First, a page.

-How do you go about approaching bands for the project, is there a selection process?

When I first got started, I just asked my friends who I grew up playing with if they would be interested in being a part of this ridiculous idea I had. I expected everyone to blow me off but what happened was quite the opposite. I ended up with more music than I could publish, which I think pissed some people off. I eventually put it all out there though. I just happen to be lucky enough that my friends are amazing musicians and artists. Now I'm expanding into working with people I haven't met before. I think that there is an editorial voice within the people I choose to work with, but its sort of serendipitous. We also have a list of dream contributors, maybe we'll be able to get someday.

-For the recordings you set down certain guidelines for the artists to follow, how receptive are they to these suggestions? Did you find that some followed them and others strayed away from your intentions?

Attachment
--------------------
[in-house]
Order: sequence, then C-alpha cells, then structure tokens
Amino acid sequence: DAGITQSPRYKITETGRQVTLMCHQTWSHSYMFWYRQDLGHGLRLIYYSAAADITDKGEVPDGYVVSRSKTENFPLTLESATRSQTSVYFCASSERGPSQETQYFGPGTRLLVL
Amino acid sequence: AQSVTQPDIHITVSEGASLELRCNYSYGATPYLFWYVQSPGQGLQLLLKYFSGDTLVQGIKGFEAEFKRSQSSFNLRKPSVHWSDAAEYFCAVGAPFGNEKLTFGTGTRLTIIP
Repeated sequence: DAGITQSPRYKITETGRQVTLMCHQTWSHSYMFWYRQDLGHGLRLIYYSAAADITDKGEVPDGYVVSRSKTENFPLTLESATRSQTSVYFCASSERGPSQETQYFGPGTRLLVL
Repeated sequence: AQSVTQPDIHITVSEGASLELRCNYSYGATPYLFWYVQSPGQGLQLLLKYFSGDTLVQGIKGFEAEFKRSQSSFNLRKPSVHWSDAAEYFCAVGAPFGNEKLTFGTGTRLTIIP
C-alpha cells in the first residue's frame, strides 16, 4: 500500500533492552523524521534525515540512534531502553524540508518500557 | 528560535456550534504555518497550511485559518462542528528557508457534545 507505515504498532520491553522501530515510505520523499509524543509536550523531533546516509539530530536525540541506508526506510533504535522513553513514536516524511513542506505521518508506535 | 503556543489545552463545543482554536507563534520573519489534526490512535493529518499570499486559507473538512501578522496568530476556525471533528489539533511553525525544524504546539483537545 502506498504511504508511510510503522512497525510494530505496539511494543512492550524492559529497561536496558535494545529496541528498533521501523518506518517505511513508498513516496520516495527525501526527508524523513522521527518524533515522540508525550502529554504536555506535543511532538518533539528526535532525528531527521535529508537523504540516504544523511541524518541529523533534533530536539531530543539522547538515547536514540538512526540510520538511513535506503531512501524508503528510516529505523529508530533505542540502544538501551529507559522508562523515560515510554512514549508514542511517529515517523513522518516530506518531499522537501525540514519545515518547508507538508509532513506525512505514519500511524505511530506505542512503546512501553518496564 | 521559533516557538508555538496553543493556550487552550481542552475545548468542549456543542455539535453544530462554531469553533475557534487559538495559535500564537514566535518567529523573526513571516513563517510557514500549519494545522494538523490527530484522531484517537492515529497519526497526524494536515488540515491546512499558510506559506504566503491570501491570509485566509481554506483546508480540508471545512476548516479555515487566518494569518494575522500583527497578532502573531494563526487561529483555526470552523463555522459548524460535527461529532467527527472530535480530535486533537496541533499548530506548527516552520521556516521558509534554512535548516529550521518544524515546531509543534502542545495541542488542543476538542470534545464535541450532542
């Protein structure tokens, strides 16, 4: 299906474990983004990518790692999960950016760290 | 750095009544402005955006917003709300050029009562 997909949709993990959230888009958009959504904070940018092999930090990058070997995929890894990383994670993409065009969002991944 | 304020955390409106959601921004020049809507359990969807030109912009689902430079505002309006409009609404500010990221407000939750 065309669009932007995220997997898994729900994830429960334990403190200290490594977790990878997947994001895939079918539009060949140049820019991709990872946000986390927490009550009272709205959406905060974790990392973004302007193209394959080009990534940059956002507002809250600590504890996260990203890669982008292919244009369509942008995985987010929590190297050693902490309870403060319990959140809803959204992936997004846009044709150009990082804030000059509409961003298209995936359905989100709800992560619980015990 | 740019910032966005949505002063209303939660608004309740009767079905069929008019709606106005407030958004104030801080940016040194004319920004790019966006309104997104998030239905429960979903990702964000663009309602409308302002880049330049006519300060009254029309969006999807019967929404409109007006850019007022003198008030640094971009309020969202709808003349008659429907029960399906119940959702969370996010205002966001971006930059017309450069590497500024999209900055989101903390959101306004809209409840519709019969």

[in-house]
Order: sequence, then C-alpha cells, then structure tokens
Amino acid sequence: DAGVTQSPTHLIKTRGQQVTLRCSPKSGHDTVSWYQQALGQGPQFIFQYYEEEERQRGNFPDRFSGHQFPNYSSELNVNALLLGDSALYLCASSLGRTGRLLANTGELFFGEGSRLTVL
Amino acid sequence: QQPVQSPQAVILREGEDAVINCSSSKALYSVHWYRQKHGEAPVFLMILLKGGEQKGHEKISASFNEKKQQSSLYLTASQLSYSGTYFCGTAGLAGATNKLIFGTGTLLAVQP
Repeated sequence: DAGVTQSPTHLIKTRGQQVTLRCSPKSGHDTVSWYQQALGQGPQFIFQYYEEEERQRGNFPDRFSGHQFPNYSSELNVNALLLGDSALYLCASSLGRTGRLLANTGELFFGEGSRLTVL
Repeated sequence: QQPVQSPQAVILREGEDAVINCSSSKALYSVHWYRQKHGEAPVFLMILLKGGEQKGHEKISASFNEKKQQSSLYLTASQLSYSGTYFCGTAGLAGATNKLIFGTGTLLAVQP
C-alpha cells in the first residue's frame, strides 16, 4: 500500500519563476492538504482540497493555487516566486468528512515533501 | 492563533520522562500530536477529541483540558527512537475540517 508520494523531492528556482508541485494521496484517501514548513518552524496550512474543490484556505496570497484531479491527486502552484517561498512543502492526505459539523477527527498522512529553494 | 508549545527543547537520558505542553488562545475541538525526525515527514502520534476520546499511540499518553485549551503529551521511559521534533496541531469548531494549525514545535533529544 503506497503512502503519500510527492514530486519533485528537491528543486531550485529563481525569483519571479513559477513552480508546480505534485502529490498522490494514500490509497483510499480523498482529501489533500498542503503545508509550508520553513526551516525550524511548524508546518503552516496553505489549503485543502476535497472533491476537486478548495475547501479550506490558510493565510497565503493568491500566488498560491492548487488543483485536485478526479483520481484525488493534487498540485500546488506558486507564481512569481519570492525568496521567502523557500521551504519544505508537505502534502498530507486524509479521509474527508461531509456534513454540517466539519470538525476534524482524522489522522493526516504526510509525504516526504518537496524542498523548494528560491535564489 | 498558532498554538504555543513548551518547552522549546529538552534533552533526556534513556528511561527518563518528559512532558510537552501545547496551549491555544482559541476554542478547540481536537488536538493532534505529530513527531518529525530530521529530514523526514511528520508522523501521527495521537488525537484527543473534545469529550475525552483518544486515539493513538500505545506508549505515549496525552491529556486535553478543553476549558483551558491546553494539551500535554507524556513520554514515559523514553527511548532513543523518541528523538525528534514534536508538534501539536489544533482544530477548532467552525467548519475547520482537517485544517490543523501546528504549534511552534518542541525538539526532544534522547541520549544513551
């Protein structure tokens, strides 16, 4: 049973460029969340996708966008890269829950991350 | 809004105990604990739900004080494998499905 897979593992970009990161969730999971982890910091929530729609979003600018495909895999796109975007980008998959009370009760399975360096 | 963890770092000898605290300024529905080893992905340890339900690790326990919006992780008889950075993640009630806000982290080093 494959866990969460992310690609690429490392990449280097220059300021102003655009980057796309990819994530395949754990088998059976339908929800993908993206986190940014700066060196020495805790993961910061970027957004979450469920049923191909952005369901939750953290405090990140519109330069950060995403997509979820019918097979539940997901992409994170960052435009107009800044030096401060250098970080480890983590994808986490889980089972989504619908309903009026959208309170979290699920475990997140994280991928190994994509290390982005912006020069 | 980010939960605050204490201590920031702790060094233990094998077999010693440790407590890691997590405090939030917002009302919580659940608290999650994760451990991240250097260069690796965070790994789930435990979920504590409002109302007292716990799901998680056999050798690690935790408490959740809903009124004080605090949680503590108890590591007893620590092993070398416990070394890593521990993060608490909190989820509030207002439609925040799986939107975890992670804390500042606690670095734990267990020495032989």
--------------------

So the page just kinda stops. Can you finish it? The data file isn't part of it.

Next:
Well the biggest surprise is how excited people are about having constraints. I thought that no one would want to have someone tell them how to write a song. It's sort of like the cliched scene of the bigwigs at the record label trying to inhibit an artist expression so they can squeeze a hit song out of them. But in my case, everyone is really eager to comply! I don't understand it. I guess for most of them it's just something they've never done - it's a new challenge so it's fun. And obviously not motivated by finances. A few people have strayed from the format but I like that too. I imagine some kid in front of his stereo racking his brain trying to figure how how some crazy thing fits the format when it's actually off in some another world.

-Do the guidelines vary from issue to issue, do you play about with the rules at all?

I keep them the same in every edition. I think this one of the most interesting parts of the series. My favourite moment is when iI get a new recording in from someone and I get to see how they interpreted the rules. Every new record makes all the ones before it more interesting. Does that make sense?